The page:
Anticipation of the future has always been, and will always be a powerful motivating force. It is a driving force throughout all levels of existence. Presently the rules surrounding anticipation, and how it is perceived by society is in the process of changing.
Recently a lawsuit was filed by survivors of the September 11, 2001 attacks on America against airlines and airplane builders because they both should have anticipated that the flimsy cockpit doors would likely be breached leading to airliners being used as possible weapons of mass destruction. The right to execute such suits was ratified by a member of the judiciary. Even though lawsuits defining responsibility for past wrongs have been in the courts for many years (e.g. tobacco companies being sued by various states), this precedent, in effect legally validates the human ability to study conditions and predict possible outcomes, and to assume legal responsibility for those outcomes.
This raises the issues surrounding ethics of prediction (or forecasting). Humans have been long enamored with the nature of time and spend a great deal of energy identifying methods and techniques of anticipating specifics of a projected future moment. In all levels of society they do so as a matter of course in each discipline.
Agricultural historians and farming experts are consulted about future planting cycles. Economists and financial specialists are paid good salaries to successfully pick market trends and specific investments that earn better than the average. Mathematicians and physicists study the predictability of complex systems and measure the far-reaching effects of initial conditions associated with quantum mechanics and chaos theory. Meteorologists’ and weather forecasters’ techniques reveal the potential course and severity of storms. Technologists study state of the art products and developmental needs to predetermine how and when and what to invest in time and resources. Ecologists project potential effects of natural cycles and long-range societal development and practices on natural resources. Sociologists study trends of behavior and possibilities of cultural deterrents and remedial techniques. The list goes on…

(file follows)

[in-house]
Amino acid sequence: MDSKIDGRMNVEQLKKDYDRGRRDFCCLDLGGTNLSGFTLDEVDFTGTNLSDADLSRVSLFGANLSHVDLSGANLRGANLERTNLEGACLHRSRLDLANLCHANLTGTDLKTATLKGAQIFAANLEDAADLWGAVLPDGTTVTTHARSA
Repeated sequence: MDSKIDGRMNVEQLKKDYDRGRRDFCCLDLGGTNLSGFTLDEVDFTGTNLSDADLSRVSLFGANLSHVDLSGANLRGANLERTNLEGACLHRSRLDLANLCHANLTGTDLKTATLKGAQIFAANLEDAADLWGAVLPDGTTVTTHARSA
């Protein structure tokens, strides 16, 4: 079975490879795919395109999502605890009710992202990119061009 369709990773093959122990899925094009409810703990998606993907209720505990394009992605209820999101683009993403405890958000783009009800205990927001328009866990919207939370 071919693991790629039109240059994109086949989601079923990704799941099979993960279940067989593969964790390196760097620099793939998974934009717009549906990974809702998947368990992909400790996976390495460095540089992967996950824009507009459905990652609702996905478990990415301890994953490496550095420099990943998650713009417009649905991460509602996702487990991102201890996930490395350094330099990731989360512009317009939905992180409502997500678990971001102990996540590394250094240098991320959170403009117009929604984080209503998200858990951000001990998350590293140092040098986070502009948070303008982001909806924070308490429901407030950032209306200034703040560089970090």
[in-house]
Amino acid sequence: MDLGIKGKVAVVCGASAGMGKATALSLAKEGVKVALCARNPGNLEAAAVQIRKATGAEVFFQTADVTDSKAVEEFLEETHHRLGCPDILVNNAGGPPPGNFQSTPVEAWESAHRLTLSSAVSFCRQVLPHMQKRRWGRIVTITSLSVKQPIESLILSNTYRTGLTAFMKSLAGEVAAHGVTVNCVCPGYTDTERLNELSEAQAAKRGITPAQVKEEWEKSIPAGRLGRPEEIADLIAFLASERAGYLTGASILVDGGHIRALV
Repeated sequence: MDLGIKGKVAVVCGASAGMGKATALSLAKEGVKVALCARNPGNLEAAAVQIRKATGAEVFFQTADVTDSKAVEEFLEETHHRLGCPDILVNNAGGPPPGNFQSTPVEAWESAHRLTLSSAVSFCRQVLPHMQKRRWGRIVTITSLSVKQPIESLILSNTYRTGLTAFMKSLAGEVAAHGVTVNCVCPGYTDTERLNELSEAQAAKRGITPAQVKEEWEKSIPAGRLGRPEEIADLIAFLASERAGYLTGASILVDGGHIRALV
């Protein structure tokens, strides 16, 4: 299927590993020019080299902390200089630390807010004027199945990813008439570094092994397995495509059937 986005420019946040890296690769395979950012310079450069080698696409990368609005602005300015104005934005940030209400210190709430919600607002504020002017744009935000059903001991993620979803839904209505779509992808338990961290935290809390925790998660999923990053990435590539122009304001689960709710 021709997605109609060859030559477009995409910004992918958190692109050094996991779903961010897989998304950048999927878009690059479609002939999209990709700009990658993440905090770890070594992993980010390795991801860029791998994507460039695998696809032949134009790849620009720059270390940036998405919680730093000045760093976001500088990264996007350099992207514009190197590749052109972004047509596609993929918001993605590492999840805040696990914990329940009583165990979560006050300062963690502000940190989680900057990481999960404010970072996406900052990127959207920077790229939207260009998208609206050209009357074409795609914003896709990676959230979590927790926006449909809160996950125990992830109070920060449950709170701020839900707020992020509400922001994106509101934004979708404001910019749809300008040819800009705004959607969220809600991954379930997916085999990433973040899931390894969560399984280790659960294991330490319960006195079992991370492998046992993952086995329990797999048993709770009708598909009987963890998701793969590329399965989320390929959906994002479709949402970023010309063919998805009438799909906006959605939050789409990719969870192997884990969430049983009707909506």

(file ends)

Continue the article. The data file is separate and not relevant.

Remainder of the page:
All of these are based on a mixture of observed past cycles and the specialists’ assumptions about those cycles and potential repeatability. The medical profession presents an example of the consequences of this type of legal responsibility. Do all of these experts now become legally liable for their opinions?
Humans are not the only ones who place great value on the anticipation of the future, although they do contribute (some say manipulate) to many of nature’s processes, especially if their needs also are filled through those efforts. At a less than conscious level, all nature is constantly engaged with preparing for the future. Animals grow heavier insulating coats in preparation for winter cycles. Hibernating mammals eat prodigiously in the summer and fall and search for safe locations to winter over. Salmon risk individual peril while surmounting great odds to perpetuate their species. In Bridgewater, MA a homeowner noticed that one of the area squirrels hid nuts from that area in higher than normal locations (instead of the normal height of a foot, nuts were stashed at a height of 5 feet). That winter the area received a week of storms that left 42 inches of snow on the ground, which still allowed the squirrel easy access to its winter stash. (Birds & Blooms, October/November 2003 page 32.)
Plants respond to signals that humans may not be consciously aware of, which makes us wonder about the mechanics of time. Many conifers produce larger numbers of seeds before heavy winters. Humans have learned to use stimulation techniques to enhance a harvest. For instance, in the California interior where almonds are grown, almond tree trunks are annually flayed with chains, which stimulate them to produce larger numbers of fruit.